When Virginia Sen. Tim Kaine came down with a “blizzard” of allergy-like symptoms in March 2020, he blamed the layer of pollen coating his car. “It was Washington, D.C., in late March,” he says. I thought, “‘Okay, well, this is hay fever gone wild.’”
Only when his wife, Anne Holton, developed “textbook” COVID-19 symptoms did Kaine start to wonder if he might have the new virus, the subject of the massive economic assistance bill—the CARES Act—that he and other lawmakers were then working to pass. Testing at that time was hard to come by, even for Hillary Clinton’s 2016 running mate, but antibody tests later revealed that Kaine and Holton had been infected by the virus that causes COVID-19.
While his wife’s symptoms resolved within a couple weeks, Kaine is still feeling the effects of his infection more than two years later. Kaine says he experiences near-constant nerve tingling, like “every nerve ending has had five cups of coffee,” as well as intermittent hot sensations on his skin. In a more recent development, everything he eats now tastes both a little metallic and a little sweet—the latter, he jokes, is appropriate for an optimist.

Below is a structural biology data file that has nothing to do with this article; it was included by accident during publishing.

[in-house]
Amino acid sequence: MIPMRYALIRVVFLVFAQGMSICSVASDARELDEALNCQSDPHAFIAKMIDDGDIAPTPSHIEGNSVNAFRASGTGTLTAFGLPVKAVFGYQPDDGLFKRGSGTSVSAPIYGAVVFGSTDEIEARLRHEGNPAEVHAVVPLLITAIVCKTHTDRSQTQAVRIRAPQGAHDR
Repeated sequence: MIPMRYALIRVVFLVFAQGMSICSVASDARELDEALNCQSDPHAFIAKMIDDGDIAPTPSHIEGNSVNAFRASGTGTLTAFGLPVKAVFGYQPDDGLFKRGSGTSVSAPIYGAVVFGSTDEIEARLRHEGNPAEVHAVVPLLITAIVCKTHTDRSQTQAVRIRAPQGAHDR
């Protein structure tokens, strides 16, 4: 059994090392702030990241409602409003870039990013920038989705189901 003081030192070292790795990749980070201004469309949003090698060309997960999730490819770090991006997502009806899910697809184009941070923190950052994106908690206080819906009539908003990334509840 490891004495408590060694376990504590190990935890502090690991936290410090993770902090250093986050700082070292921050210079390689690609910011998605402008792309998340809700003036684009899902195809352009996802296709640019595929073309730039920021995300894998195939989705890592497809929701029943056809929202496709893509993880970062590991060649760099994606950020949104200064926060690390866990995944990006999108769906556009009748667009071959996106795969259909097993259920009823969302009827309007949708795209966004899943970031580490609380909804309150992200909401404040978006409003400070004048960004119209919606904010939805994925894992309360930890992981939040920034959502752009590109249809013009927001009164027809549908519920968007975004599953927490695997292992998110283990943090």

The experience has been trying, even with his sunny outlook. Like millions of other people in the U.S., Kaine has Long COVID, the name for coronavirus-related symptoms that last months or even years. More than 200 symptoms have been linked to Long COVID, but some of the most common include fatigue, brain fog, chronic pain, and neurological issues like Kaine’s. He is the first to admit he has a mild case, one that doesn’t interfere with his ability to work, exercise, or live his life. But speaking with long-haulers who have more serious cases—some bedridden by their …read more
Source:: Time – Politics